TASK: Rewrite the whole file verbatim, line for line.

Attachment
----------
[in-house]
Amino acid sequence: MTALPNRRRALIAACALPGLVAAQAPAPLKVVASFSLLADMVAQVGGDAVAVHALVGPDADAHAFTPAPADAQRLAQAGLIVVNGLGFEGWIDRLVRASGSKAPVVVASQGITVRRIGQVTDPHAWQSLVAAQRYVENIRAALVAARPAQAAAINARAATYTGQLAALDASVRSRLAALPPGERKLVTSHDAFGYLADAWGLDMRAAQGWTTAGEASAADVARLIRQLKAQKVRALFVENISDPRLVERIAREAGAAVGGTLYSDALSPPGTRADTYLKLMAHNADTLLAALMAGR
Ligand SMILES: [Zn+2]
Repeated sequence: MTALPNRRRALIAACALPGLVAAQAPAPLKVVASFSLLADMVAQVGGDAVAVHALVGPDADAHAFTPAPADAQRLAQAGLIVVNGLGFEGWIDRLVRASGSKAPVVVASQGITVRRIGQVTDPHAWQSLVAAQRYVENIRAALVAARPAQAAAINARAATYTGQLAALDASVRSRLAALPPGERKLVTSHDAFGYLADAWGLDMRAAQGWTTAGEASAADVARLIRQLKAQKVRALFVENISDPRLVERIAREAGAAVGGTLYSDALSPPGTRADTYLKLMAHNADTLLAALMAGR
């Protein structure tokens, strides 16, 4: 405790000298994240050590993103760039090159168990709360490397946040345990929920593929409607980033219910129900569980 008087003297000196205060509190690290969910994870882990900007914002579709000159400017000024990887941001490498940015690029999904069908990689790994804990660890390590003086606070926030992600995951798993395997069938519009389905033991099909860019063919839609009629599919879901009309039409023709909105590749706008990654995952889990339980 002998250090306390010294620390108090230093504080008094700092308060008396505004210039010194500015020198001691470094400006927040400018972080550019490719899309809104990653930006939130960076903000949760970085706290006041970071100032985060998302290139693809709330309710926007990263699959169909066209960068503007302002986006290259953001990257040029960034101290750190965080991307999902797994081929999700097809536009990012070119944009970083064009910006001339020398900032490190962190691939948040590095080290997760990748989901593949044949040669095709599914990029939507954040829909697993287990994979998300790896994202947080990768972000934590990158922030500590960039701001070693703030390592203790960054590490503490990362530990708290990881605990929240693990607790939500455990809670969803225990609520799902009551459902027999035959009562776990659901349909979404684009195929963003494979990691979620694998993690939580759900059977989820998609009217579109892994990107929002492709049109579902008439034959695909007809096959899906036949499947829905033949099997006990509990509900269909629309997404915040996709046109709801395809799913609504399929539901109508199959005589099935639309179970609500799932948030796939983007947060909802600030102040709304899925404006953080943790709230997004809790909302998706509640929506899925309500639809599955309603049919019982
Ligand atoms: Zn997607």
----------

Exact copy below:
[in-house]
Amino acid sequence: MTALPNRRRALIAACALPGLVAAQAPAPLKVVASFSLLADMVAQVGGDAVAVHALVGPDADAHAFTPAPADAQRLAQAGLIVVNGLGFEGWIDRLVRASGSKAPVVVASQGITVRRIGQVTDPHAWQSLVAAQRYVENIRAALVAARPAQAAAINARAATYTGQLAALDASVRSRLAALPPGERKLVTSHDAFGYLADAWGLDMRAAQGWTTAGEASAADVARLIRQLKAQKVRALFVENISDPRLVERIAREAGAAVGGTLYSDALSPPGTRADTYLKLMAHNADTLLAALMAGR
Ligand SMILES: [Zn+2]
Repeated sequence: MTALPNRRRALIAACALPGLVAAQAPAPLKVVASFSLLADMVAQVGGDAVAVHALVGPDADAHAFTPAPADAQRLAQAGLIVVNGLGFEGWIDRLVRASGSKAPVVVASQGITVRRIGQVTDPHAWQSLVAAQRYVENIRAALVAARPAQAAAINARAATYTGQLAALDASVRSRLAALPPGERKLVTSHDAFGYLADAWGLDMRAAQGWTTAGEASAADVARLIRQLKAQKVRALFVENISDPRLVERIAREAGAAVGGTLYSDALSPPGTRADTYLKLMAHNADTLLAALMAGR
């Protein structure tokens, strides 16, 4: 405790000298994240050590993103760039090159168990709360490397946040345990929920593929409607980033219910129900569980 008087003297000196205060509190690290969910994870882990900007914002579709000159400017000024990887941001490498940015690029999904069908990689790994804990660890390590003086606070926030992600995951798993395997069938519009389905033991099909860019063919839609009629599919879901009309039409023709909105590749706008990654995952889990339980 002998250090306390010294620390108090230093504080008094700092308060008396505004210039010194500015020198001691470094400006927040400018972080550019490719899309809104990653930006939130960076903000949760970085706290006041970071100032985060998302290139693809709330309710926007990263699959169909066209960068503007302002986006290259953001990257040029960034101290750190965080991307999902797994081929999700097809536009990012070119944009970083064009910006001339020398900032490190962190691939948040590095080290997760990748989901593949044949040669095709599914990029939507954040829909697993287990994979998300790896994202947080990768972000934590990158922030500590960039701001070693703030390592203790960054590490503490990362530990708290990881605990929240693990607790939500455990809670969803225990609520799902009551459902027999035959009562776990659901349909979404684009195929963003494979990691979620694998993690939580759900059977989820998609009217579109892994990107929002492709049109579902008439034959695909007809096959899906036949499947829905033949099997006990509990509900269909629309997404915040996709046109709801395809799913609504399929539901109508199959005589099935639309179970609500799932948030796939983007947060909802600030102040709304899925404006953080943790709230997004809790909302998706509640929506899925309500639809599955309603049919019982
Ligand atoms: Zn997607």